In this nation, the American dream is nonexistent. Over 18 million Americans are living in abject poverty as a result of America’s wildly unequal wealth distribution, while the middle class has all but vanished due to wage stagnation and inflation. Half of Americans are living paycheck to paycheck, still working 40 hours a week. We were directed to go to school and earn degrees to prepare for the new technological advancements of a fast-paced economy. But the ruling class in this country is directly invested in keeping wages low and maintaining this system of economic insanity.
Transformative technological change, led by digital technologies, has been reshaping markets, business models, and the nature of work in ways that can increase inequality within economies. This is happening in three main ways, which vary from country to country: a shift in income from labor to capital as automation grows and wages become less tied to how profitable a business is; a rise in wage inequality as technology changes the need for workers with low- to middle-level skills to those with new, higher-level skills; and a rise in income inequality for capital as market power rises. These dynamics are more evident in advanced economies but could increasingly impact developing economies as the new technologies favoring capital and higher-level skills make deeper inroads there.
Globalization, which encompasses international trade and outsourcing, has played a significant role in the increasing inequality within economies, particularly in advanced economies. This is mostly due to its adverse impact on the earnings and employment opportunities of people with lower skill levels in sectors involved in trade. These sectors are expanding beyond manufacturing due to the growth of digital globalization, which allows for the delivery of a wider range of goods and services across international borders. Technology is altering the impact of international trade on national inequality in developing countries. Emerging from developed economies, the latest technologies are causing a change in industry and global supply chains towards more reliance on capital and skilled labor. Manufacturing firms in emerging economies that export goods are adopting these technologies to stay competitive. However, this adoption is reducing job opportunities and wage growth for less-skilled workers in these economies. This limits the potential of international trade to reduce inequality by increasing demand for the more abundant factor of endowment, which is less-skilled workers in this case. Meanwhile, smaller companies that hire the majority of these people in these economies continue to be involved in low-productivity tasks, with many operating in the informal economy and in small-scale service industries.
The Shareholder primacy model of corporate governance has dominated US corporations and swayed decision making in favor of enriching the top executives and shareholders over the past 50 years. Defined as “a legal and economic framework for corporate governance that claims that the sole purpose of corporate activity is to maximize wealth for shareholders; thus, executives and boards of directors prioritize increasing share prices over all else.” (Greenfield 2018; Lazonick 2014). Business leaders are increasingly using company profits to enrich shareholders, which favors executives who are rewarded similarly to shareholders.
While corporate profits have increased for shareholders and executives, employees’ bargaining leverage has decreased and wages for nonsupervisory and manufacturing workers have remained stagnant. This ideology has shifted the balance of power in the biggest corporations towards shareholders and away from other corporate stakeholders, particularly employees, resulting in management increasingly prioritizing shareholder payments and decreasing labor costs. Wages and shareholder payouts are decided separately. Company management (not usually at the highest level) determines wages, which are a cost incurred from sales income. Boards of directors pay the value of top shareholder payouts via dividends and stock buybacks, which is considered to be money set aside from productive investment. The wage increases that the poorest workers deserve are present within the largest corporations, they are just hoarded by greedy executives who lobby politicians to suppress wages with their vast fortunes.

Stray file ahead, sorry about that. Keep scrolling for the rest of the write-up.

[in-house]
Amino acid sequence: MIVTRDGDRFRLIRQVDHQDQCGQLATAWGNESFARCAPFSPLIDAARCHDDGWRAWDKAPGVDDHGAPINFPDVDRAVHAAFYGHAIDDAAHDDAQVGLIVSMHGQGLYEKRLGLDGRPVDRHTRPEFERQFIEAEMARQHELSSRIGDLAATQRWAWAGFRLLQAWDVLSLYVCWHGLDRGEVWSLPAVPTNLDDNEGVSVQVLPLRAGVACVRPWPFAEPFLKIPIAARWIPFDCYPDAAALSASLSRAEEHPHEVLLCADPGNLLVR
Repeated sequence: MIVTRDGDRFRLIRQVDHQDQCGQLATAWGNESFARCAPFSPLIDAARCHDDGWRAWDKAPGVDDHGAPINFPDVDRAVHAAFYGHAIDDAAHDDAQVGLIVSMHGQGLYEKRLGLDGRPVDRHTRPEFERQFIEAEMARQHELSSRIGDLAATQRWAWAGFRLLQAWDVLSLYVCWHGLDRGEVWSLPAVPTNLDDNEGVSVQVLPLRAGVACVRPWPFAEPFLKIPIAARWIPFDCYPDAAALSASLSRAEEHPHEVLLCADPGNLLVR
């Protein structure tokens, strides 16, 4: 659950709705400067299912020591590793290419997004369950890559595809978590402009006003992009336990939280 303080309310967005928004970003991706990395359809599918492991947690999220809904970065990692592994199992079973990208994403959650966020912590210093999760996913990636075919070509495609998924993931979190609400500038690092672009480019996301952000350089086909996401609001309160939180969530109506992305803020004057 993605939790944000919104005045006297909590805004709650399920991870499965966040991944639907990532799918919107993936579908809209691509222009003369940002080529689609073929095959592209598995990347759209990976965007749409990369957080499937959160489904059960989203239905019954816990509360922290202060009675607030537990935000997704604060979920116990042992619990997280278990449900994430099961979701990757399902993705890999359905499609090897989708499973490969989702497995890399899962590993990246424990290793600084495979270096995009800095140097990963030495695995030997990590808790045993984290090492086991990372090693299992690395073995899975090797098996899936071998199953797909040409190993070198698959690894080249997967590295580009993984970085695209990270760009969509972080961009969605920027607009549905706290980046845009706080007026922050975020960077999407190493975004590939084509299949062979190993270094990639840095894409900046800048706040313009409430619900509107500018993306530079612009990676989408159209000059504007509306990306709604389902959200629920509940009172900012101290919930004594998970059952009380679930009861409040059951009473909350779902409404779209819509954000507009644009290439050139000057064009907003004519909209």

Exorbitant CEO pay is a key driver of economic inequality in the US. Over the period of 1978–2022, there has been a significant disparity in the growth of CEO remuneration compared to that of a regular worker. Specifically, CEO income has increased by 1,209.2%, while a typical worker’s compensation has only increased by 15.3%. By 2022, the compensation of CEOs had increased to 344 times that of an average worker, compared to 1965, when they were paid 21 times more than an average worker. To exemplify the extent to which CEO compensation hikes have become distorted: In 2021, the compensation of CEOs in the U.S. was roughly eight times more than that of the top 0.1% of wage earners. The egregious compensation of CEOs is not merely a symbolic matter; it has actively contributed to the escalation of inequality. The increased compensation of CEOs can be attributed to their influence over corporate boards of directors rather than their direct contributions to their companies. The increase in CEO compensation in recent decades has probably influenced the salaries of other high-earning individuals. This accumulation of profits at the highest level results in reduced financial benefits for regular employees.
Implementing regulations that restrict CEOs’ ability to influence boards to obtain crazy compensation packages is imperative in order to redistribute the wealth accumulated at the top. These strategies may involve reestablishing elevated income tax rates for the wealthiest individuals, employing tax measures to encourage reduced CEO pay, granting shareholders the right to vote on CEO compensation, and implementing antitrust enforcement and regulations to curb the dominant market influence of the largest corporations. Richer Americans also own larger cash reserves. In 2019, the wealthiest 10% of families held 70% of the total stock value, with each invested household owning a median of $432,000 worth of stock. The average middle-class family with stock market investments held stocks valued at $15,000 In contrast, the lowest 60% of earners in that year owned just 7% of all stocks traded. In 2024, the top 10% of income earners now own 90% of all publicly traded stock.